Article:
St. Petersburg’s pioneering waterfront parks need to be kept from private development and enhanced for public use.
An Innovation District should be created to recognize and support the marine sciences, health care and education economy on the south end of downtown.
The city should consider supporting the creation of a downtown development corporation that is a public-private partnership to focus on Pier redevelopment, optimizing Al Lang Field and improving access to Bayshore Drive.
These recommendations highlighted a two-hour presentation Friday morning by the Urban Land Institute, as it wrapped up a week-long study of planning and land use in the waterfront district.
The team's assignment was to offer advice as the city moves ahead with its first-ever Downtown Waterfront Master Plan.
But the recommendations that emerged were far more comprehensive, with panelists urging the city to work regionally for public transit downtown, recognize the strengths of the entire downtown, and create public-private partnerships.
“The waterfront depends on the traditional downtown, and the traditional downtown depends on the waterfront,” said Richard Reinhard of the Urban Land Institute. “You don’t have the luxury of focusing on one over the other.”
Likewise, city leaders are being encouraged to recognize the economic powerhouse that the marine sciences institutions, medical complexes and University of South Florida-St Petersburg represent on the south side of downtown. The city’s downtown jobs are concentrated in this area.
The panel also encouraged the creation of a waterfront conservancy for promoting, protecting and enhancing the downtown waterfront and beaches.
The panel was invited to St. Petersburg, as the city launches its Downtown Waterfront Master Plan process. The group offered an intensive look at the city, its amenities and “how it can grow and prosper” into a world class community.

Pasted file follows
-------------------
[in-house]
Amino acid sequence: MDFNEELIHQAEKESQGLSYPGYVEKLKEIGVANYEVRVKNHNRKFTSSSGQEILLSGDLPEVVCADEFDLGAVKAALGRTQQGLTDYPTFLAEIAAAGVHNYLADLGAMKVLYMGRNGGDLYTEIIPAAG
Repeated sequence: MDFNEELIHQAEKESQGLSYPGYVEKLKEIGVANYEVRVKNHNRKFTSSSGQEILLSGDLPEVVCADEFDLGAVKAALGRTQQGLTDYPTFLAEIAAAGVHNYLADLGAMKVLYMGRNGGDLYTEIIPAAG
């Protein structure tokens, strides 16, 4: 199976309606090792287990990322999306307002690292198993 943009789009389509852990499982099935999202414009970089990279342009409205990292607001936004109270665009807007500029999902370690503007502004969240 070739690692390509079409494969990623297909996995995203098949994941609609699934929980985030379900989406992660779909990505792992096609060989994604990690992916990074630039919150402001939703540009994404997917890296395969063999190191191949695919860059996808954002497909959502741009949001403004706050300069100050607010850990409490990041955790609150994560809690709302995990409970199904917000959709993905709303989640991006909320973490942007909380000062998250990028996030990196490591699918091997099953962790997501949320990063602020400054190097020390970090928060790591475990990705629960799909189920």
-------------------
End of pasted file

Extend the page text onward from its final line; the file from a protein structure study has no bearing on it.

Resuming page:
The panel offered the report in a Power Point presentation to a crowd at the Vinoy Hotel Friday morning. Its complete findings will be released next week.
More this morning:
Downtown real estate heats up: An upscale condominium development in downtown St. Petersburg that just won city approval already has pre-sold most of the roomy four-bedroom “homes” that are a short walk from Beach Drive.
On Thursday, the St. Petersburg City Council voted unanimously to approve plans for the Art Deco-style building on 4th Ave NE, a block west of Beach Drive.
Only four units are left in the 17-unit Rowland Place, though the developer has yet to break ground, said Claudia Emery, sales and marketing director for JMC Design & Development of St. Petersburg.
Why the rush to buy at Rowland Place?
“We are seeing homebuyers who are drawn to St. Petersburg’s downtown by its layout — the protected waterfront and all the shops and activities that are within walking distance,” Emery said.
She noted a trend by mid-career and older professionals to simplify lifestyles. Downtown St. Pete offers convenience and livability — without a lot of traffic — which is unusual in Florida. The remaining units have four bedrooms and range in price from $719,000 to $799,000.
Homelessness in Pinellas County: The St. Pete City Council received a report on Thursday looking at the number of homeless people in Pinellas County.
More than a third of the 6,593 homeless people counted in a January 2013 census were children. Adults accounted for 62 percent and children 38 percent. The counts are conducted every other year.
When the count was done in 2011, 5,887 homeless people were reported. But some observers say that the one-night census is not a precise reflection of trends.
Other statistics of note included:
• 20 percent of the homeless counted were veterans. The figure is consistent with numbers nationwide.
• Most of the homeless are male — at 69 percent.
• The vast majority of homeless people not in shelters reported having a serious and chronic disability. Most reported suffering from mental illness, along with other chronic conditions.